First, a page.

This Woman Designed Jeans to Help People in Wheelchairs Look and Feel Good
On August 4, 2007, Heidi McKenzie was in a car accident that changed her life forever. She sustained a T4 spinal cord injury, which caused her to become a paraplegic. Paralyzed from the chest down, McKenzie can move her arms and hands but is unable to stand up or get around without using a wheelchair.
But it didn’t take long for McKenzie, now 29, to embrace her new lifestyle. She was crowned Ms. Wheelchair Kentucky in 2012 and became an advocate for people who use wheelchairs by traveling around the country and sharing her story. Later that same year, McKenzie, who lives in Mount Sterling, Kentucky, went on to the Ms. Wheelchair America pageant. While there, she and more than 20 other women in wheelchairs competed together for weeks.
McKenzie didn’t win, but something she noticed throughout the competition stuck with her long after the final prize was handed out.
“I realized we all had a common struggle when it came to fashionable and functional clothing,” McKenzie told The Mighty.
Inspired, McKenzie, who had always been interested in fashion, set out to help fill that void. She recently founded Alter UR Ego, a clothing company predicated on creating comfortable, fashionable clothing for people in wheelchairs to help them look good and, in turn, feel good, too.
“I want to make it possible for those with disabilities to be able to express their ‘alter-ego’ through fashion while breaking down social barriers,” McKenzie wrote on the company’s website.
McKenzie teamed up with designer Kristin Alexandra Tidwell to create her company’s first clothing design — an adaptable pair of blue jeans. The jeans include accessible pockets, a high waistline in the back, an elastic waistband, straps on the inside of the pants to make them easier to pull up and an opening for catheter use.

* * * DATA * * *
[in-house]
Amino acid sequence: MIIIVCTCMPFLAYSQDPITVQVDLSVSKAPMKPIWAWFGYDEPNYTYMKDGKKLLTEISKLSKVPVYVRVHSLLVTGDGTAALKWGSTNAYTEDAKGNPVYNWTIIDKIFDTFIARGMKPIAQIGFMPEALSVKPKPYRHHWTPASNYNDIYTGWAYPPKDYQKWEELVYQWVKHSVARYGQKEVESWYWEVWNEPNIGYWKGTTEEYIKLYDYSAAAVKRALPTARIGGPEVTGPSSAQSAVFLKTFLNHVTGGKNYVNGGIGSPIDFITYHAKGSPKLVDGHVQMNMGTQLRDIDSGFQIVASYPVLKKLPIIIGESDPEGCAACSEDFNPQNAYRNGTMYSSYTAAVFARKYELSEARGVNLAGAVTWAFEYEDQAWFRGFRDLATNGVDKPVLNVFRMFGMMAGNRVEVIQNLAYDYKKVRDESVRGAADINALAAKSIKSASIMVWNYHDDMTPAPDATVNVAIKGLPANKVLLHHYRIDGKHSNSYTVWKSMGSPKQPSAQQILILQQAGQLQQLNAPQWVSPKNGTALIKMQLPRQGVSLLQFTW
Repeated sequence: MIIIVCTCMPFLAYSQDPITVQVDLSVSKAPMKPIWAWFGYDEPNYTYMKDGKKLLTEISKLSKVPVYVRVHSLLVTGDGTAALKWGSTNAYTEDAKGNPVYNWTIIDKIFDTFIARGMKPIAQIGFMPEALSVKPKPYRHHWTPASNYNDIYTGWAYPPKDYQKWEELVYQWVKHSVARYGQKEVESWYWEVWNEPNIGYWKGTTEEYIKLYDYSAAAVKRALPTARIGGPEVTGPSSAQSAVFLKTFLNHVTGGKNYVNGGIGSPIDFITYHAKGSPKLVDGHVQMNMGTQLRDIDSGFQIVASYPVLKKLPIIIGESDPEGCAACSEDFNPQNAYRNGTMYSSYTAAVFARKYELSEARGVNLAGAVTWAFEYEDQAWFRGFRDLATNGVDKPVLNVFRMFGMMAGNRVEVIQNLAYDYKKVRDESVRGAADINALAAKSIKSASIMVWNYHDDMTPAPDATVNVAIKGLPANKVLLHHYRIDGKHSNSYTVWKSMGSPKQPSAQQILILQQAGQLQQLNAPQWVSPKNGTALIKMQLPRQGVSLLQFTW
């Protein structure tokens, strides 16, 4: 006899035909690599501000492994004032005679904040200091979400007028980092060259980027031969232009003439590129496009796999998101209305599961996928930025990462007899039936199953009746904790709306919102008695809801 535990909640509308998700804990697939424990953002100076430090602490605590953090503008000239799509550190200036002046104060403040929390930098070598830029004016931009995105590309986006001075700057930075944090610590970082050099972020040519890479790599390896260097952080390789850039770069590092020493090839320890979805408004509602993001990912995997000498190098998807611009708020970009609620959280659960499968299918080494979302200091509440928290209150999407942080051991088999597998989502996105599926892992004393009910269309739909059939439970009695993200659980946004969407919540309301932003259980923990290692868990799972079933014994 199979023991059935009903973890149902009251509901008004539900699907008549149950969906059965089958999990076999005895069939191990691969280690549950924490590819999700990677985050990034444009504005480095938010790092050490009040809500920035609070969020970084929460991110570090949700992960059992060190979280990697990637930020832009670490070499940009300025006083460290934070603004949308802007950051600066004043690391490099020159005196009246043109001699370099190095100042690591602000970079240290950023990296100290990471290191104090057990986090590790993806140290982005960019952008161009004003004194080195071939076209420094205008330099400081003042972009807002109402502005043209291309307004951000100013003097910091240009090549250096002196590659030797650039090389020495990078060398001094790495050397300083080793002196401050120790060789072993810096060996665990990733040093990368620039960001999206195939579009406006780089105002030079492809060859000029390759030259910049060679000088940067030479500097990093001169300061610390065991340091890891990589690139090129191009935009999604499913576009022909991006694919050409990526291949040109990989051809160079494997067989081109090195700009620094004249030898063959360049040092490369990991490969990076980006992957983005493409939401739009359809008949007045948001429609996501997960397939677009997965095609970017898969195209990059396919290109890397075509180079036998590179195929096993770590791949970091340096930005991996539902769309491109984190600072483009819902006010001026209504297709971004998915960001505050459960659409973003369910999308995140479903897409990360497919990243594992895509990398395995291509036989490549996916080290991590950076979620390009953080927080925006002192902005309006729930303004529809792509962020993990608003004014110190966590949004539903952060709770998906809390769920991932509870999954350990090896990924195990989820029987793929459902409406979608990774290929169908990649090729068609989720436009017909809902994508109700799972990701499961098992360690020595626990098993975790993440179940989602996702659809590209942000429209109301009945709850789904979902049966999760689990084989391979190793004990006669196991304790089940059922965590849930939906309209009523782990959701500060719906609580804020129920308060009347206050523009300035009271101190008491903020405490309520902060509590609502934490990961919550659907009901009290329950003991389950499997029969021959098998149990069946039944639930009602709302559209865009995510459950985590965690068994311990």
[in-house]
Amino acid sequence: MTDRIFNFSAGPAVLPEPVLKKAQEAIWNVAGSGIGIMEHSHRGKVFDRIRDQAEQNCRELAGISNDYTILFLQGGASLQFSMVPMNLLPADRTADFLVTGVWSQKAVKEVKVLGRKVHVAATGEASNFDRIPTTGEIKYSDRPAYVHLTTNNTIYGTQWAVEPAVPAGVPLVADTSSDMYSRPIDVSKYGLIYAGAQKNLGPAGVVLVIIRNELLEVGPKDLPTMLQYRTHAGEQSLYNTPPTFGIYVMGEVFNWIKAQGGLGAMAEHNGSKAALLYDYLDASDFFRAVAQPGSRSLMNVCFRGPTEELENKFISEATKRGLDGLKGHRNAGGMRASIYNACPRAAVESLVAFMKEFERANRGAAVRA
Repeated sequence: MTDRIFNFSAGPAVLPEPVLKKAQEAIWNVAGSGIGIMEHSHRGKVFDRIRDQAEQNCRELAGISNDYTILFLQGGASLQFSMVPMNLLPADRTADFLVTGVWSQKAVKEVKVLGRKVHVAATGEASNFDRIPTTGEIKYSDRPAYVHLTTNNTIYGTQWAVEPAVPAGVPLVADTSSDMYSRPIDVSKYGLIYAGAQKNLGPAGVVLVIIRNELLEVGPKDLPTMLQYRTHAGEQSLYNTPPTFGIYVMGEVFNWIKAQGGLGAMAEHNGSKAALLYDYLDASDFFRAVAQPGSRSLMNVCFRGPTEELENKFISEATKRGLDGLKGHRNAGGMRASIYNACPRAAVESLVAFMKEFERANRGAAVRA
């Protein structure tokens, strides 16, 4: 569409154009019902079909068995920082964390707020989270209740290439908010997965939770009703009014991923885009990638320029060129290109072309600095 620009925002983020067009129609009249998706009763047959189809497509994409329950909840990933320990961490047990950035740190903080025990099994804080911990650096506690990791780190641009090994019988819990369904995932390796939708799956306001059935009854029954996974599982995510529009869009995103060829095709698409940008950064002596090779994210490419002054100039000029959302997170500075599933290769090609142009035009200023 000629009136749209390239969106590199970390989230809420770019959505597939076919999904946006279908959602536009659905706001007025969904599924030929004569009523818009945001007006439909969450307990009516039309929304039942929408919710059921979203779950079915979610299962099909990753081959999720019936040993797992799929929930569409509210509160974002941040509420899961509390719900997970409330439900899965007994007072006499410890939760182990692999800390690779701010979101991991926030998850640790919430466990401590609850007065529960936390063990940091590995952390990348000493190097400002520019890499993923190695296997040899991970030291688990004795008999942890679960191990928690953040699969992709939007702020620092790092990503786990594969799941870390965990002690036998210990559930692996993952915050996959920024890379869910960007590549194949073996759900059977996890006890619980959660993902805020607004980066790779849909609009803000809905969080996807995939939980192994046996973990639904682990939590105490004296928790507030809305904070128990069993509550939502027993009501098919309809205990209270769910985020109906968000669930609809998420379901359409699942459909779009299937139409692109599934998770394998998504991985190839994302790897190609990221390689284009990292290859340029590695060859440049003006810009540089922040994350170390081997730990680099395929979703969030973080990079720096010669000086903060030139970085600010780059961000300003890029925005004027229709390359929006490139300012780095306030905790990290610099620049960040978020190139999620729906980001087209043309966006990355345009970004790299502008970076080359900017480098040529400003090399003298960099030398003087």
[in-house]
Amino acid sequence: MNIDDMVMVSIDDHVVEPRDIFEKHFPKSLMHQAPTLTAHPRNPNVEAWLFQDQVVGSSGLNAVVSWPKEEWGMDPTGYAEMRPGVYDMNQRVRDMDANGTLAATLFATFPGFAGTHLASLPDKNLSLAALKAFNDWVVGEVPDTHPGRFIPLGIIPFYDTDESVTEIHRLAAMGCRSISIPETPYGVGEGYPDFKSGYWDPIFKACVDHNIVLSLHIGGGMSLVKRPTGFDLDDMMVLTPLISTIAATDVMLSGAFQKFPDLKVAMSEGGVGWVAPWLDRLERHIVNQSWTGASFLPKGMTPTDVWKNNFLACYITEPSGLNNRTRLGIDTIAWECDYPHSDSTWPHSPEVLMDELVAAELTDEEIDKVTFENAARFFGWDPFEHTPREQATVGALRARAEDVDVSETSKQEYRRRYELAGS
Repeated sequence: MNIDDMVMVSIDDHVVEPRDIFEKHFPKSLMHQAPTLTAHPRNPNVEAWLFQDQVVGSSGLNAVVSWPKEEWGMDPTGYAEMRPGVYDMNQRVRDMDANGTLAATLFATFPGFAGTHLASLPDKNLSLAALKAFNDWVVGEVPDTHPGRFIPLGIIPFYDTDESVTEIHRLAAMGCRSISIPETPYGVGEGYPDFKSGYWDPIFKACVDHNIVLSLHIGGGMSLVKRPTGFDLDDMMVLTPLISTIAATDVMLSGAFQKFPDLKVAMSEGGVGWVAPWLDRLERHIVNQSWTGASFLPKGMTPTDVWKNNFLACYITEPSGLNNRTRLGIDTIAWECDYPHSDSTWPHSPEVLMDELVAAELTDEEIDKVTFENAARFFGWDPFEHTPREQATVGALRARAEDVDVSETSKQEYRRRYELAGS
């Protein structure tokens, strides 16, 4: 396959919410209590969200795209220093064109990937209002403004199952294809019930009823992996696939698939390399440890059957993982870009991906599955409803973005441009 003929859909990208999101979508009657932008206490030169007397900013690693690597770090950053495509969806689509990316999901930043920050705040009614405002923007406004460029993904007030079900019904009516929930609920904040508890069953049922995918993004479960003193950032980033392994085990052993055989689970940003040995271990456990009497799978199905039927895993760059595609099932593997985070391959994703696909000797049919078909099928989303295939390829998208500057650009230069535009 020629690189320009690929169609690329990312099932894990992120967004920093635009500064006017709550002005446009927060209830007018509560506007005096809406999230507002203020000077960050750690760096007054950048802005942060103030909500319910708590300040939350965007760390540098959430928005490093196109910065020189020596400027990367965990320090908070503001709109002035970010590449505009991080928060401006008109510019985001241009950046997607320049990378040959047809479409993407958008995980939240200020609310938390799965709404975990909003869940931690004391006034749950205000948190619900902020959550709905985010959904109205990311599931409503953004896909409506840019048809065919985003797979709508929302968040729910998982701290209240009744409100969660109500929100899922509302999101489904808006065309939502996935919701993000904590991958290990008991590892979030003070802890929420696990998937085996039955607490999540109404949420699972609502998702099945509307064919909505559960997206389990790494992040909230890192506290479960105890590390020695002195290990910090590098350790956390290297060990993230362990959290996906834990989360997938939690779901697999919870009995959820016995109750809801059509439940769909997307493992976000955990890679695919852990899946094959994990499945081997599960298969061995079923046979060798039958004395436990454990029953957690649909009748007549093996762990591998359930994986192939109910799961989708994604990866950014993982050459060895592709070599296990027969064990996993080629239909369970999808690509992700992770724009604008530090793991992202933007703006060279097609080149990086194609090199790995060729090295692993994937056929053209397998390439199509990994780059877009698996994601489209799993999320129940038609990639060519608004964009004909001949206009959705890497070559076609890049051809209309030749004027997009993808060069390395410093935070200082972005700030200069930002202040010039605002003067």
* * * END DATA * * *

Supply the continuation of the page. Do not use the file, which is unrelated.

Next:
When she initially came up with the idea to design clothes specifically for people in wheelchairs, McKenzie became aware of two existing companies with the same mission as hers — ABL Denim and IZ Adaptive. These companies differ from Alter UR Ego in a few ways — McKenzie’s design is the only one created by a person in a wheelchair. The second is that her jeans have different pocket placement and an opening for catheter use. But McKenzie says it was those two companies’ successes that prompted her to move forward with her project.
McKenzie has tested the jeans prototype herself and with several of her friends who are in wheelchairs. She’s now working to raise enough funds for the company to go into production and sell the jeans online. So far, her Kickstarter campaign has raised just over $4,300. She hopes to hit $20,000 by August 29.
After successfully funding the jeans, McKenzie wants to expand Alter UR Ego into a fully accessible clothing line.
“The adaptable jeans are just the beginning,” McKenzie told The Mighty. “People with disabilities should have just as many clothing options.”